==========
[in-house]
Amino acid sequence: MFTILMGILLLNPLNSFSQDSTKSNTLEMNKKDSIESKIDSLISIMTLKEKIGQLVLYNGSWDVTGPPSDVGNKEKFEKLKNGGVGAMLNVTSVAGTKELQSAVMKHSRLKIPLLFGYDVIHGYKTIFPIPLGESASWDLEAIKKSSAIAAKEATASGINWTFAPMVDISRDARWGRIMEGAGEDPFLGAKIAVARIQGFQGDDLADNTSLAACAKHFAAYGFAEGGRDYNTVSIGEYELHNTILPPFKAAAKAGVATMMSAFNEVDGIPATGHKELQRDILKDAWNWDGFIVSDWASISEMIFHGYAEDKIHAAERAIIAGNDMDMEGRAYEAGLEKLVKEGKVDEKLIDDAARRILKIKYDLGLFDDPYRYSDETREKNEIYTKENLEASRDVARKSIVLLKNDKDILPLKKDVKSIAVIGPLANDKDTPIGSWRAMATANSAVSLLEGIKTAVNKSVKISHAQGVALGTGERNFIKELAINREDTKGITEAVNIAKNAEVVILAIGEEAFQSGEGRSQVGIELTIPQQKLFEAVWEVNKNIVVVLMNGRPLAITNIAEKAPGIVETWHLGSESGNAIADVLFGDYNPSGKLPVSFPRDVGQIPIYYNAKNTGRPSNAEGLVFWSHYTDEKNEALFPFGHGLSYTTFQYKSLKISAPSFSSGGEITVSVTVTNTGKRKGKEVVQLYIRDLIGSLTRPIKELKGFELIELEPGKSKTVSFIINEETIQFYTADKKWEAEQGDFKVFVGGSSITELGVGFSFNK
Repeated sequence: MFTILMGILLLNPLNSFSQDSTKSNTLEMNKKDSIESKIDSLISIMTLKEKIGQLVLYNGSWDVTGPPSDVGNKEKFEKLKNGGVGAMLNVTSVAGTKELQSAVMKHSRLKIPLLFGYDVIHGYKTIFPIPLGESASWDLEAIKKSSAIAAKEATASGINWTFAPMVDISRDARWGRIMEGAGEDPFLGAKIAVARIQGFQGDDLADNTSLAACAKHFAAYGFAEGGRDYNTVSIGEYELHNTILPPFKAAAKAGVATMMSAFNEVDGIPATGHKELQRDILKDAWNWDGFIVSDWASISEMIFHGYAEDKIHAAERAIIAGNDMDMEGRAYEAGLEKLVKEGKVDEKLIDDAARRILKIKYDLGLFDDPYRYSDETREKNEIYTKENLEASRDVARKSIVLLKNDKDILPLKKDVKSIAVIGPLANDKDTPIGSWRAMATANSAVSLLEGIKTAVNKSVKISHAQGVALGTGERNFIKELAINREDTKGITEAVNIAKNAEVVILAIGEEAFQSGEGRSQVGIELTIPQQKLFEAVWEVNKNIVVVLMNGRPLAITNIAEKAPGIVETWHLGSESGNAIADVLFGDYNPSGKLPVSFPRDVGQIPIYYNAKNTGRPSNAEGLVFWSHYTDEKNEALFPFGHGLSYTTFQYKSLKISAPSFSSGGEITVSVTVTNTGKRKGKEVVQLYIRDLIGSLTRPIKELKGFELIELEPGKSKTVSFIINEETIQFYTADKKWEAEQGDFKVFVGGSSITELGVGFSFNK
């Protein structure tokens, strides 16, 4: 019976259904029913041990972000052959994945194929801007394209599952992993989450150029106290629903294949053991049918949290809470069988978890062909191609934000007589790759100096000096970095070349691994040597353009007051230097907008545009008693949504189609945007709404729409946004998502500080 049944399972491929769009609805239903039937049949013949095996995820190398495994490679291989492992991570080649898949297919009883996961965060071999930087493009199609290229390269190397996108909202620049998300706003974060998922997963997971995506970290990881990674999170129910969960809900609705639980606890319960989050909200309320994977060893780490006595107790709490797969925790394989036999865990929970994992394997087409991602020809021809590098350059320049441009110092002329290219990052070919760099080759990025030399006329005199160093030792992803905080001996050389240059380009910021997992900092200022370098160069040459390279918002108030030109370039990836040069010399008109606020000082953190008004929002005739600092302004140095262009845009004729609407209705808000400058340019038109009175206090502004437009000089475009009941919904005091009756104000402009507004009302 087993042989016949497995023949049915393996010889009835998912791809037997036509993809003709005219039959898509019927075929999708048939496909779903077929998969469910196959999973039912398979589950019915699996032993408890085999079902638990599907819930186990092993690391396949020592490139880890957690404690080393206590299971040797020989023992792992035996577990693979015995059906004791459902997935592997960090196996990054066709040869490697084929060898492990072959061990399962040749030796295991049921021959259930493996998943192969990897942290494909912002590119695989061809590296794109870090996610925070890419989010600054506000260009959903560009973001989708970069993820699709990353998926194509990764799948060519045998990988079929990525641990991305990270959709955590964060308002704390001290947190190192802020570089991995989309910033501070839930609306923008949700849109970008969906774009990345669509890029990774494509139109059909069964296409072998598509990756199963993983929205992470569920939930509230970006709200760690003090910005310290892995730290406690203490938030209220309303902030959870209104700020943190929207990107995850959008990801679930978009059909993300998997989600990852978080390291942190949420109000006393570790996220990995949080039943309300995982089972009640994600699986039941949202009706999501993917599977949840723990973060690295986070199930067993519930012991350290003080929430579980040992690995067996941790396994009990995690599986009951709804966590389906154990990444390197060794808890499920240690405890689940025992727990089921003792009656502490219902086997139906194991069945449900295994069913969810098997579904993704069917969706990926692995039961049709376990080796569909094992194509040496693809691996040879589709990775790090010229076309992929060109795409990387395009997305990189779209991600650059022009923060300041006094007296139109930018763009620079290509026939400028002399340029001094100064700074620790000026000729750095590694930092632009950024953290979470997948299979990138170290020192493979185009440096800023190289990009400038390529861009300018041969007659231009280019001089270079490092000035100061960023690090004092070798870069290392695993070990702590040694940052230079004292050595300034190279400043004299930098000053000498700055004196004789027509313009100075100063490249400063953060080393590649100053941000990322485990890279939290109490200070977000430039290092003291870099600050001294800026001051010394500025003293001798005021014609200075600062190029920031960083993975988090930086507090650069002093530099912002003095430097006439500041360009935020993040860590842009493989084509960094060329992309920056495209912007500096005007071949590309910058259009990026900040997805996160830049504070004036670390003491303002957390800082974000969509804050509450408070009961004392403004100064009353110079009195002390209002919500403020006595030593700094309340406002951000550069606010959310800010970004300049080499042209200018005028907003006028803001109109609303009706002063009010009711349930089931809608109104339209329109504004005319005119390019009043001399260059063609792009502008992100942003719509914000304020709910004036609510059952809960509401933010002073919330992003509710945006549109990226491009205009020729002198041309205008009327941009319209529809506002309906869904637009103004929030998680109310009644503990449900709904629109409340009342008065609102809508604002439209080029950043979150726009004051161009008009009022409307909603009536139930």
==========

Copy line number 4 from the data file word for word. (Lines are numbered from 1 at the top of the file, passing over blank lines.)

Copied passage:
């Protein structure tokens, strides 16, 4: 019976259904029913041990972000052959994945194929801007394209599952992993989450150029106290629903294949053991049918949290809470069988978890062909191609934000007589790759100096000096970095070349691994040597353009007051230097907008545009008693949504189609945007709404729409946004998502500080 049944399972491929769009609805239903039937049949013949095996995820190398495994490679291989492992991570080649898949297919009883996961965060071999930087493009199609290229390269190397996108909202620049998300706003974060998922997963997971995506970290990881990674999170129910969960809900609705639980606890319960989050909200309320994977060893780490006595107790709490797969925790394989036999865990929970994992394997087409991602020809021809590098350059320049441009110092002329290219990052070919760099080759990025030399006329005199160093030792992803905080001996050389240059380009910021997992900092200022370098160069040459390279918002108030030109370039990836040069010399008109606020000082953190008004929002005739600092302004140095262009845009004729609407209705808000400058340019038109009175206090502004437009000089475009009941919904005091009756104000402009507004009302 087993042989016949497995023949049915393996010889009835998912791809037997036509993809003709005219039959898509019927075929999708048939496909779903077929998969469910196959999973039912398979589950019915699996032993408890085999079902638990599907819930186990092993690391396949020592490139880890957690404690080393206590299971040797020989023992792992035996577990693979015995059906004791459902997935592997960090196996990054066709040869490697084929060898492990072959061990399962040749030796295991049921021959259930493996998943192969990897942290494909912002590119695989061809590296794109870090996610925070890419989010600054506000260009959903560009973001989708970069993820699709990353998926194509990764799948060519045998990988079929990525641990991305990270959709955590964060308002704390001290947190190192802020570089991995989309910033501070839930609306923008949700849109970008969906774009990345669509890029990774494509139109059909069964296409072998598509990756199963993983929205992470569920939930509230970006709200760690003090910005310290892995730290406690203490938030209220309303902030959870209104700020943190929207990107995850959008990801679930978009059909993300998997989600990852978080390291942190949420109000006393570790996220990995949080039943309300995982089972009640994600699986039941949202009706999501993917599977949840723990973060690295986070199930067993519930012991350290003080929430579980040992690995067996941790396994009990995690599986009951709804966590389906154990990444390197060794808890499920240690405890689940025992727990089921003792009656502490219902086997139906194991069945449900295994069913969810098997579904993704069917969706990926692995039961049709376990080796569909094992194509040496693809691996040879589709990775790090010229076309992929060109795409990387395009997305990189779209991600650059022009923060300041006094007296139109930018763009620079290509026939400028002399340029001094100064700074620790000026000729750095590694930092632009950024953290979470997948299979990138170290020192493979185009440096800023190289990009400038390529861009300018041969007659231009280019001089270079490092000035100061960023690090004092070798870069290392695993070990702590040694940052230079004292050595300034190279400043004299930098000053000498700055004196004789027509313009100075100063490249400063953060080393590649100053941000990322485990890279939290109490200070977000430039290092003291870099600050001294800026001051010394500025003293001798005021014609200075600062190029920031960083993975988090930086507090650069002093530099912002003095430097006439500041360009935020993040860590842009493989084509960094060329992309920056495209912007500096005007071949590309910058259009990026900040997805996160830049504070004036670390003491303002957390800082974000969509804050509450408070009961004392403004100064009353110079009195002390209002919500403020006595030593700094309340406002951000550069606010959310800010970004300049080499042209200018005028907003006028803001109109609303009706002063009010009711349930089931809608109104339209329109504004005319005119390019009043001399260059063609792009502008992100942003719509914000304020709910004036609510059952809960509401933010002073919330992003509710945006549109990226491009205009020729002198041309205008009327941009319209529809506002309906869904637009103004929030998680109310009644503990449900709904629109409340009342008065609102809508604002439209080029950043979150726009004051161009008009009022409307909603009536139930």